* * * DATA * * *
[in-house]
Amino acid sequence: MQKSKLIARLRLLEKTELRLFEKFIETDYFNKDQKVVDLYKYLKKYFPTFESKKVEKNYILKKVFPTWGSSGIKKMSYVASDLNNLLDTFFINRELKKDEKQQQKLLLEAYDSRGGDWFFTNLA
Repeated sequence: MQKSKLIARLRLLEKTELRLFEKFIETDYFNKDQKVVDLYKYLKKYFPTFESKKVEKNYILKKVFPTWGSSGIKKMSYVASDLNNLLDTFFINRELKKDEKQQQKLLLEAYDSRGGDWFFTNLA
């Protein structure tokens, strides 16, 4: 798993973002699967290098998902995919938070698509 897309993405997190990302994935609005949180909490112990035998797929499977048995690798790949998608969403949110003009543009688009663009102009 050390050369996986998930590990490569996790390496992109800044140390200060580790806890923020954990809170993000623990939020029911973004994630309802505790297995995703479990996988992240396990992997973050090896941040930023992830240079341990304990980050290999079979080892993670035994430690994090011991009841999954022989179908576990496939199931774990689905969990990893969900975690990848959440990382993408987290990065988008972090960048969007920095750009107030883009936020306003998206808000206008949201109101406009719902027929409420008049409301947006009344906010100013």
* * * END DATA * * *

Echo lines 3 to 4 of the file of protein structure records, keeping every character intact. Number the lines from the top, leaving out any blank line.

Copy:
Repeated sequence: MQKSKLIARLRLLEKTELRLFEKFIETDYFNKDQKVVDLYKYLKKYFPTFESKKVEKNYILKKVFPTWGSSGIKKMSYVASDLNNLLDTFFINRELKKDEKQQQKLLLEAYDSRGGDWFFTNLA
């Protein structure tokens, strides 16, 4: 798993973002699967290098998902995919938070698509 897309993405997190990302994935609005949180909490112990035998797929499977048995690798790949998608969403949110003009543009688009663009102009 050390050369996986998930590990490569996790390496992109800044140390200060580790806890923020954990809170993000623990939020029911973004994630309802505790297995995703479990996988992240396990992997973050090896941040930023992830240079341990304990980050290999079979080892993670035994430690994090011991009841999954022989179908576990496939199931774990689905969990990893969900975690990848959440990382993408987290990065988008972090960048969007920095750009107030883009936020306003998206808000206008949201109101406009719902027929409420008049409301947006009344906010100013």